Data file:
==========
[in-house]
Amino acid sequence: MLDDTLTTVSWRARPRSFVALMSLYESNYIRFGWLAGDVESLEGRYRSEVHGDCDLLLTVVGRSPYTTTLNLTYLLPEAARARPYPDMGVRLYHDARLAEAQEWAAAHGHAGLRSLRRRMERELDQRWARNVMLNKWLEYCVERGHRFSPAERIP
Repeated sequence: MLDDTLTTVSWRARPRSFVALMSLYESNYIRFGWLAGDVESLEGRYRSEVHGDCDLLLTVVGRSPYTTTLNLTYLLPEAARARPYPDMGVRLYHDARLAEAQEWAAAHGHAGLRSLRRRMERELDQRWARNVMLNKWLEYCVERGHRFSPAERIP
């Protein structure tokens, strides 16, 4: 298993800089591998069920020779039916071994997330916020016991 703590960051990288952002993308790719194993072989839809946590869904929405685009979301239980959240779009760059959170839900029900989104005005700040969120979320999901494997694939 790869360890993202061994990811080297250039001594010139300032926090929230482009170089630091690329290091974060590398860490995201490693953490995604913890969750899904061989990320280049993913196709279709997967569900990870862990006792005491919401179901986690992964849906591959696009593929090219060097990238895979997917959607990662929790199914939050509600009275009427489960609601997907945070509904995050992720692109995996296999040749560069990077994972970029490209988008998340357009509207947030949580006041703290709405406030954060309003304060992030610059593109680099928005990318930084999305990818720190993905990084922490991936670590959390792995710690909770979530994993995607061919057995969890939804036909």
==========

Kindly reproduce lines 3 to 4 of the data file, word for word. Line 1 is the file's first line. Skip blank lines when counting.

Repeated sequence: MLDDTLTTVSWRARPRSFVALMSLYESNYIRFGWLAGDVESLEGRYRSEVHGDCDLLLTVVGRSPYTTTLNLTYLLPEAARARPYPDMGVRLYHDARLAEAQEWAAAHGHAGLRSLRRRMERELDQRWARNVMLNKWLEYCVERGHRFSPAERIP
């Protein structure tokens, strides 16, 4: 298993800089591998069920020779039916071994997330916020016991 703590960051990288952002993308790719194993072989839809946590869904929405685009979301239980959240779009760059959170839900029900989104005005700040969120979320999901494997694939 790869360890993202061994990811080297250039001594010139300032926090929230482009170089630091690329290091974060590398860490995201490693953490995604913890969750899904061989990320280049993913196709279709997967569900990870862990006792005491919401179901986690992964849906591959696009593929090219060097990238895979997917959607990662929790199914939050509600009275009427489960609601997907945070509904995050992720692109995996296999040749560069990077994972970029490209988008998340357009509207947030949580006041703290709405406030954060309003304060992030610059593109680099928005990318930084999305990818720190993905990084922490991936670590959390792995710690909770979530994993995607061919057995969890939804036909």